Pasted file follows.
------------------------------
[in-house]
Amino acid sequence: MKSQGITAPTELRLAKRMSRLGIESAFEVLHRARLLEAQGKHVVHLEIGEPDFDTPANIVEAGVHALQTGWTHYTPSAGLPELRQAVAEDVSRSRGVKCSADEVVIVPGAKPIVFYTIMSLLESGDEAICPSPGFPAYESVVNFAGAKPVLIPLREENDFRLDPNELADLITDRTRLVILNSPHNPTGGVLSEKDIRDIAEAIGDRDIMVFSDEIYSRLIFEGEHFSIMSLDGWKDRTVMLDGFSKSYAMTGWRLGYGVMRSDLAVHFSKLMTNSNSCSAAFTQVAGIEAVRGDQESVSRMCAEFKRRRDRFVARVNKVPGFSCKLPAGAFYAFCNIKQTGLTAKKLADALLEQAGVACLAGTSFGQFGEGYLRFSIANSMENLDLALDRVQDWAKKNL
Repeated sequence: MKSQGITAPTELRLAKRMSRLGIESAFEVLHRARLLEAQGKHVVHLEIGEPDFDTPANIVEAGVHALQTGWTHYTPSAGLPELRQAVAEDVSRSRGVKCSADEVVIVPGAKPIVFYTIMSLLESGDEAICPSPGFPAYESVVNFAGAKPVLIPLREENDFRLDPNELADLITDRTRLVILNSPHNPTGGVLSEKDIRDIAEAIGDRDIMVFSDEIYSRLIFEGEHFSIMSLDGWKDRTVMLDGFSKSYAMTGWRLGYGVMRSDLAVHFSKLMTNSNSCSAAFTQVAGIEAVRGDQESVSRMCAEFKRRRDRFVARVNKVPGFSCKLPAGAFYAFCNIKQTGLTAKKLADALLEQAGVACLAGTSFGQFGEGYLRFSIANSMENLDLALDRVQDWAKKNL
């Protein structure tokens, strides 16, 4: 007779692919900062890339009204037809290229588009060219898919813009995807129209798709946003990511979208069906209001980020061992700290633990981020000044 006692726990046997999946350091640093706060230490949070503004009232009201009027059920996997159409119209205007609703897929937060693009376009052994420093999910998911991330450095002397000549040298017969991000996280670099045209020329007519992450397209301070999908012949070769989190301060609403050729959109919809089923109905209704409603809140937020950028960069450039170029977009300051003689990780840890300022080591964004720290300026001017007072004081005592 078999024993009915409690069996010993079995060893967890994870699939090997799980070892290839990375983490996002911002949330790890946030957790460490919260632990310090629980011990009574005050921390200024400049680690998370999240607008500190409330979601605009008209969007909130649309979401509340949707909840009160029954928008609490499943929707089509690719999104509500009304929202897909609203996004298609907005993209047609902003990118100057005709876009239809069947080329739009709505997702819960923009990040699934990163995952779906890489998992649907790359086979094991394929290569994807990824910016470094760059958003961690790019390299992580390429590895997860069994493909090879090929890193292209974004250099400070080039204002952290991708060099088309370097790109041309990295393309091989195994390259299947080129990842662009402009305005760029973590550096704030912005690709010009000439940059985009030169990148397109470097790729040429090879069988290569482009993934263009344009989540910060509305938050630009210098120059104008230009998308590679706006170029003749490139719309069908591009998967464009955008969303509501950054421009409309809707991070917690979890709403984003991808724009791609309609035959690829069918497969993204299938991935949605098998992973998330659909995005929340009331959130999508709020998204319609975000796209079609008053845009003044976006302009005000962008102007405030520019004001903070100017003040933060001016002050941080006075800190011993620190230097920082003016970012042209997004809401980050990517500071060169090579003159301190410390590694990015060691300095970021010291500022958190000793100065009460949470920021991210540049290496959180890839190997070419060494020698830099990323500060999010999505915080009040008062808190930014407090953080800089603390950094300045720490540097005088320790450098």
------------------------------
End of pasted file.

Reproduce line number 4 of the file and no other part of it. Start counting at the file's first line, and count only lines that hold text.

């Protein structure tokens, strides 16, 4: 007779692919900062890339009204037809290229588009060219898919813009995807129209798709946003990511979208069906209001980020061992700290633990981020000044 006692726990046997999946350091640093706060230490949070503004009232009201009027059920996997159409119209205007609703897929937060693009376009052994420093999910998911991330450095002397000549040298017969991000996280670099045209020329007519992450397209301070999908012949070769989190301060609403050729959109919809089923109905209704409603809140937020950028960069450039170029977009300051003689990780840890300022080591964004720290300026001017007072004081005592 078999024993009915409690069996010993079995060893967890994870699939090997799980070892290839990375983490996002911002949330790890946030957790460490919260632990310090629980011990009574005050921390200024400049680690998370999240607008500190409330979601605009008209969007909130649309979401509340949707909840009160029954928008609490499943929707089509690719999104509500009304929202897909609203996004298609907005993209047609902003990118100057005709876009239809069947080329739009709505997702819960923009990040699934990163995952779906890489998992649907790359086979094991394929290569994807990824910016470094760059958003961690790019390299992580390429590895997860069994493909090879090929890193292209974004250099400070080039204002952290991708060099088309370097790109041309990295393309091989195994390259299947080129990842662009402009305005760029973590550096704030912005690709010009000439940059985009030169990148397109470097790729040429090879069988290569482009993934263009344009989540910060509305938050630009210098120059104008230009998308590679706006170029003749490139719309069908591009998967464009955008969303509501950054421009409309809707991070917690979890709403984003991808724009791609309609035959690829069918497969993204299938991935949605098998992973998330659909995005929340009331959130999508709020998204319609975000796209079609008053845009003044976006302009005000962008102007405030520019004001903070100017003040933060001016002050941080006075800190011993620190230097920082003016970012042209997004809401980050990517500071060169090579003159301190410390590694990015060691300095970021010291500022958190000793100065009460949470920021991210540049290496959180890839190997070419060494020698830099990323500060999010999505915080009040008062808190930014407090953080800089603390950094300045720490540097005088320790450098």